News Release

Administration Attacks on Free Press: Succeeding Where Nixon Failed?


On Friday, the Fourth Circuit Court of Appeals ruled in favor of the Obama administration that New York Times writer and author James Risen must testify in the trial of Jeffrey Sterling, a former CIA agent charged with leaking information on an apparently bungled CIA operation that Risen reports led to an increase in nuclear weapons-building knowledge by Iran.

Risen will speak at the “Whistleblowers, Journalists, and the New War Within” news conference at the National Press Club on Thursday, July 25 organized by the Government Accountability Project. He will appear along with NSA whistleblowers William Binney, Thomas Drake, J. Kirk Wiebe and others.

Closing arguments are scheduled in the Bradley Manning trial later this week. He is being prosecuted for leaking information, including the “Collateral Murder” video, to WikiLeaks. The prosecution has asserted it would prosecute Manning if he leaked the material to the New York Times or other establishment media instead of WikiLeaks.

MARCY WHEELER, emptywheel at, @emptywheel
A noted blogger on legal issues, Wheeler writes at Her recent pieces include “Will Keith Alexander FINALLY Tell the Full Truth about the Section 215 Dragnet in Today’s Secret Emergency Hearing?” and “Fourth Circuit Guts National Security Investigative Journalism Everywhere It Matters.”

TREVOR TIMM, trevor at, @TrevorTimm
Timm is co-founder and executive director of the Freedom of the Press Foundation. He recently wrote the piece “Court Guts Reporter’s Privilege in One of the Most Significant Press Freedom Cases in Decades,” which states: “Recognizing that robust and uninhibited newsgathering is essential to a free press, many courts have established a common law ‘reporter’s privilege’ which protects journalists from having to testify about the identity of their sources in all but the most extreme cases. [Friday], in the most significant reporter’s privilege decision in decades, the Fourth Circuit Court of Appeals eviscerated that privilege, in the jurisdiction where it is needed most.” He also wrote the piece “White House Shield Bill Could Actually Make It Easier For the Government to Get Journalists’ Sources.”

JAMES GOODALE, via Devi Shah, dkshah at
Goodale represented the New York Times in the landmark Pentagon Papers case, when the Nixon White House attempted to stop the Times from publishing top secret documents about the Vietnam War leaked by Daniel Ellsberg. Goodale just wrote the book Fighting for the Press: The Inside Story of the Pentagon Papers and Other Battles.

Goodale has been addressing Obama administration targeting journalists. See his interview with Columbia Journalism Review where he criticizes the government on the James Risen case.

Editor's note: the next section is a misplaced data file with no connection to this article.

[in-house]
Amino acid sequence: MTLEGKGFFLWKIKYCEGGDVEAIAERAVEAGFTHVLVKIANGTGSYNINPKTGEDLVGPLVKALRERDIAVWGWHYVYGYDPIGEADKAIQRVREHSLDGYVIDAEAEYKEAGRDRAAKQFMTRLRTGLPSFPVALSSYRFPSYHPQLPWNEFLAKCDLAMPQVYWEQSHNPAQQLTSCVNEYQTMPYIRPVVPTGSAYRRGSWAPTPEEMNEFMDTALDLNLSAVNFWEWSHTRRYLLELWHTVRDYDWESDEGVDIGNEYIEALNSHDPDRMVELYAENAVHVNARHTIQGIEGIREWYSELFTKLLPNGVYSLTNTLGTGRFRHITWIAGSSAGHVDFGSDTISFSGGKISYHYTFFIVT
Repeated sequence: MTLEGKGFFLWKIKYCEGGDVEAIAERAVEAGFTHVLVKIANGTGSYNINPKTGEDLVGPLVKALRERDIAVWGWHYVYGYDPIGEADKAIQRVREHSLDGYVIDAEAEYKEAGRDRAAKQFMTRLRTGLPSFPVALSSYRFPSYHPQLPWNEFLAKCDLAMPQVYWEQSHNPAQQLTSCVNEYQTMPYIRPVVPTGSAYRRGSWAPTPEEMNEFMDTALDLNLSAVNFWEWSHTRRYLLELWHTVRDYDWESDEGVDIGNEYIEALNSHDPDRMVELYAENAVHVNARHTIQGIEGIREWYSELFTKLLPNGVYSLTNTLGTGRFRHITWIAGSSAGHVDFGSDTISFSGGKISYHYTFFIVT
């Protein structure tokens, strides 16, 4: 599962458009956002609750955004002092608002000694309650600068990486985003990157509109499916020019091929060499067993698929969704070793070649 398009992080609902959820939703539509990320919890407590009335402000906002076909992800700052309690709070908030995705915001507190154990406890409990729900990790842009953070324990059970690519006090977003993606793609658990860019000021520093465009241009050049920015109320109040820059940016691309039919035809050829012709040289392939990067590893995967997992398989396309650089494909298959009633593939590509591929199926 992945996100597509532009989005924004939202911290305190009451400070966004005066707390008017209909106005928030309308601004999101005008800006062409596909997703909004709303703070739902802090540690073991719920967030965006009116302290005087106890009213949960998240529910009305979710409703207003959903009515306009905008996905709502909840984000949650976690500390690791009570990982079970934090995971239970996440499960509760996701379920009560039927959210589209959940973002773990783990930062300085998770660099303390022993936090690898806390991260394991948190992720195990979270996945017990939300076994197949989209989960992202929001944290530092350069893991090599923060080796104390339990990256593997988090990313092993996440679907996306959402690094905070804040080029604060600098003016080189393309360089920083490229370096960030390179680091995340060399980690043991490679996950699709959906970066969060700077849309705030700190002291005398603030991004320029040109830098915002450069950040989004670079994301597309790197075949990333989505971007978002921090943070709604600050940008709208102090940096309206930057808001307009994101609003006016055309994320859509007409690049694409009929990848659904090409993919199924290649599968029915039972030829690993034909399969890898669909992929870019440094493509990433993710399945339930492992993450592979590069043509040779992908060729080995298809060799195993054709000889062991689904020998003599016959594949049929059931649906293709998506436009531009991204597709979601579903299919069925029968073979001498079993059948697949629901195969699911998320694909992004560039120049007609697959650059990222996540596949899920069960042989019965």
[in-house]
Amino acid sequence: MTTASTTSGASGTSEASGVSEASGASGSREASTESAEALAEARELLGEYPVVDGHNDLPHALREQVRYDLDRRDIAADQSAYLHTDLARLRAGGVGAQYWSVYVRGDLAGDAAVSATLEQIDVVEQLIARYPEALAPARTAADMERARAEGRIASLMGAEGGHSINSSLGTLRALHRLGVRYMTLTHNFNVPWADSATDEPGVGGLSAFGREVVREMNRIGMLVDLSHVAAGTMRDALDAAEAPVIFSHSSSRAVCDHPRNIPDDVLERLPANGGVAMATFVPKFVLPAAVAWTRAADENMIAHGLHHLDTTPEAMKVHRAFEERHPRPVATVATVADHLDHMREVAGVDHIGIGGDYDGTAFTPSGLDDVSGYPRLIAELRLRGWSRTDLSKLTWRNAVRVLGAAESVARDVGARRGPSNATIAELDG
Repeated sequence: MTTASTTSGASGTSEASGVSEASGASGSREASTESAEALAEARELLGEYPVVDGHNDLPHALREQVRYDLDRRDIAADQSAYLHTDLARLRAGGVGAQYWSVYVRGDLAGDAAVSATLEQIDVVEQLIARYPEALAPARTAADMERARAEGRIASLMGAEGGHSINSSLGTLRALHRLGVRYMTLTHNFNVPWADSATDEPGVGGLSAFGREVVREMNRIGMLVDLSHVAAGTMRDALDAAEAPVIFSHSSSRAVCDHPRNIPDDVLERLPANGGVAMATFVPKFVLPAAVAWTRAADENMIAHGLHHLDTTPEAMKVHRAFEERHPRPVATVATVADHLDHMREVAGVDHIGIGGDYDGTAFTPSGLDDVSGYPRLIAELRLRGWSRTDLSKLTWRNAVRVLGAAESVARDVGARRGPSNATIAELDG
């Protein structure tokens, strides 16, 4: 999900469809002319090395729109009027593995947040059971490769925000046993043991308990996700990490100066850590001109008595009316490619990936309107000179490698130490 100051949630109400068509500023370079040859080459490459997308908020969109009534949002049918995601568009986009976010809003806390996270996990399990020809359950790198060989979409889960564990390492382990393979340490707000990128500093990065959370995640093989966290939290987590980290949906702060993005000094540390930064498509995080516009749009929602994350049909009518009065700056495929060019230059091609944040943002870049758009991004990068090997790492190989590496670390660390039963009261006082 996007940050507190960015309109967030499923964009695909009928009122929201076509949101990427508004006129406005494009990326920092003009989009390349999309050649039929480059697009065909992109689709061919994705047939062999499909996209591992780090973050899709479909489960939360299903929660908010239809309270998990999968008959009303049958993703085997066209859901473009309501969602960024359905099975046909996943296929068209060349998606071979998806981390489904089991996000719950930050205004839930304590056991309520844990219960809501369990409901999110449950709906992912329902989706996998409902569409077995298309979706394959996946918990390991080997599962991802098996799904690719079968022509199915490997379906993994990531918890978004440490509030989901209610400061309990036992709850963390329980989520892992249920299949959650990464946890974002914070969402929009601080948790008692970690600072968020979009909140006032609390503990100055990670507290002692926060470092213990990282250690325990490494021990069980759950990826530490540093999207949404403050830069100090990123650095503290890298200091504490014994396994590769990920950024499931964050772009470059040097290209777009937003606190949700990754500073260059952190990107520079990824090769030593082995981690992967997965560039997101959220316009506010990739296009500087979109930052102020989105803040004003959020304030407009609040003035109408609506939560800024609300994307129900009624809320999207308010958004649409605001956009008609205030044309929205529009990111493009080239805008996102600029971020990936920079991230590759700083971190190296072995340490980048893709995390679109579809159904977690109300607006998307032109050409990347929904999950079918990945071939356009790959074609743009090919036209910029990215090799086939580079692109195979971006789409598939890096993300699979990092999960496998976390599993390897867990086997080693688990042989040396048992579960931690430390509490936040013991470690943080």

Many have commented on the alleged irony of the New York Times reporter Risen verdict coming shortly after Holder spoke in favor of a so-called reporter “shield law” proposed by Sen. Charles Schumer. But Goodale has said of the bill: “I just thought that was quite ridiculous, because the bill … has an exception for national security. In other words, if you’re a reporter and you’re talking about national security, the law doesn’t apply. … So, Obama puts it out, thinking the public doesn’t know what I know, and I’m really going to be good to reporters, but it doesn’t protect them at all [in cases of national security].”

In a recent article, Goodale wrote regarding the case of the Obama administration labeling Fox News reporter James Rosen a criminal co-conspirator: “Asking courts to treat journalists as criminals under the Espionage Act has only been asserted once before Holder started using it. President Richard M. Nixon used it against New York Times reporter Neil Sheehan, who obtained the Vietnam archives from Daniel Ellsberg. Following the Pentagon Papers case, Nixon convened a grand jury to indict Sheehan for conspiring to cause the leak of the Pentagon Papers. Nixon failed in this effort, and the grand jury disbanded after 17 months.

“The difference between Nixon and Holder is that Nixon failed in his effort to treat Sheehan as a co-conspirator. Nixon therefore could not create the precedent that reporters could be treated as criminals. Holder has. He should resign.”

Regarding the Manning prosecution and the possibility of prosecuting Julian Assange of WikiLeaks, Goodale says: “Wake up! There’s danger out there. You may not like Assange, but wake up! The First Amendment is really going to be damaged, if Obama goes forward [prosecuting Assange] and succeeds, he will have succeeded where Nixon failed.”